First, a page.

With the development of the market economy in China, does the effect of the original socialist institutional arrangements on social inequality fade? We examine this issue by considering the effect of people’s positions in the work unit system and their socioeconomic status on patterns of housing inequality in urban China. Using individual-level data from the 2007 Household Survey on the Housing Conditions of Urban Residents in Nanjing, China, we find that although people’s socioeconomic status (measured by household income and householder’s education) has become very important in shaping people’s housing outcomes in urban China, housing inequality is also determined to some extent by their position in the work unit system—such as being employed in various units within the state sector—before and during the housing reform process. The pattern of housing inequality in urban China indicates that the impact of socialist institutional arrangements on social inequality can still be found in market transition societies even years after the market transition has occurred.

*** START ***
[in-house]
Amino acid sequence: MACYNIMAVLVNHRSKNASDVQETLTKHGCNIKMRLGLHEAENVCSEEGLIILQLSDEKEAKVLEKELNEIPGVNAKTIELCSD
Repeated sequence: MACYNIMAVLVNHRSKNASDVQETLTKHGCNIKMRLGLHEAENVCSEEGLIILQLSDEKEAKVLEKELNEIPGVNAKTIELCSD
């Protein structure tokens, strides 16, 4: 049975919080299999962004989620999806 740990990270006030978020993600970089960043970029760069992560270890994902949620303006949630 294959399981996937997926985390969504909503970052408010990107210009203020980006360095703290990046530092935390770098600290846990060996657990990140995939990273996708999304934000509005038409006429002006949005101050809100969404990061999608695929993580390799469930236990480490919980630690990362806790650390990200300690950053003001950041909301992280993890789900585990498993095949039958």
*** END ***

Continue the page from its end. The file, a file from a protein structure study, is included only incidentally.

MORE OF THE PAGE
All Science Journal Classification (ASJC) codes
- Social Sciences(all)